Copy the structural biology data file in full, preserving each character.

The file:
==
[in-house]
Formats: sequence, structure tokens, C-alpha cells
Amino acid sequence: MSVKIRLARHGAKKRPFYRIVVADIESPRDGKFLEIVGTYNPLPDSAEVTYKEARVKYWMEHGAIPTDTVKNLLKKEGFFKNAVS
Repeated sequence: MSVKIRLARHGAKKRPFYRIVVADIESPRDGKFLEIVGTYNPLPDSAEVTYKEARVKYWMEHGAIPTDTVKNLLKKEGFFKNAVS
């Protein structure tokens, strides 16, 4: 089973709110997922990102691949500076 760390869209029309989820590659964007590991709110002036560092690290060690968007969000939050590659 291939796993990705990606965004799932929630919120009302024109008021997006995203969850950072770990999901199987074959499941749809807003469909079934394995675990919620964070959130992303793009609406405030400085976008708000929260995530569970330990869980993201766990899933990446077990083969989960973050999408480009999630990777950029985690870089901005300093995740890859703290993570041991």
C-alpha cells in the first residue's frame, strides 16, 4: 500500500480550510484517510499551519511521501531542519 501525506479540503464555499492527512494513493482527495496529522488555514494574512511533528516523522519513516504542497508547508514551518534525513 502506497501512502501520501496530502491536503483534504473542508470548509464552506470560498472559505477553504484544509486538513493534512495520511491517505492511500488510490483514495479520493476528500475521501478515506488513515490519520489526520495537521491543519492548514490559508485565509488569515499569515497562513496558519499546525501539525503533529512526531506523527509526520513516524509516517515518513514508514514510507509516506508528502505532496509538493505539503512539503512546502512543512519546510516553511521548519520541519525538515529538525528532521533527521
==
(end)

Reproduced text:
[in-house]
Formats: sequence, structure tokens, C-alpha cells
Amino acid sequence: MSVKIRLARHGAKKRPFYRIVVADIESPRDGKFLEIVGTYNPLPDSAEVTYKEARVKYWMEHGAIPTDTVKNLLKKEGFFKNAVS
Repeated sequence: MSVKIRLARHGAKKRPFYRIVVADIESPRDGKFLEIVGTYNPLPDSAEVTYKEARVKYWMEHGAIPTDTVKNLLKKEGFFKNAVS
């Protein structure tokens, strides 16, 4: 089973709110997922990102691949500076 760390869209029309989820590659964007590991709110002036560092690290060690968007969000939050590659 291939796993990705990606965004799932929630919120009302024109008021997006995203969850950072770990999901199987074959499941749809807003469909079934394995675990919620964070959130992303793009609406405030400085976008708000929260995530569970330990869980993201766990899933990446077990083969989960973050999408480009999630990777950029985690870089901005300093995740890859703290993570041991």
C-alpha cells in the first residue's frame, strides 16, 4: 500500500480550510484517510499551519511521501531542519 501525506479540503464555499492527512494513493482527495496529522488555514494574512511533528516523522519513516504542497508547508514551518534525513 502506497501512502501520501496530502491536503483534504473542508470548509464552506470560498472559505477553504484544509486538513493534512495520511491517505492511500488510490483514495479520493476528500475521501478515506488513515490519520489526520495537521491543519492548514490559508485565509488569515499569515497562513496558519499546525501539525503533529512526531506523527509526520513516524509516517515518513514508514514510507509516506508528502505532496509538493505539503512539503512546502512543512519546510516553511521548519520541519525538515529538525528532521533527521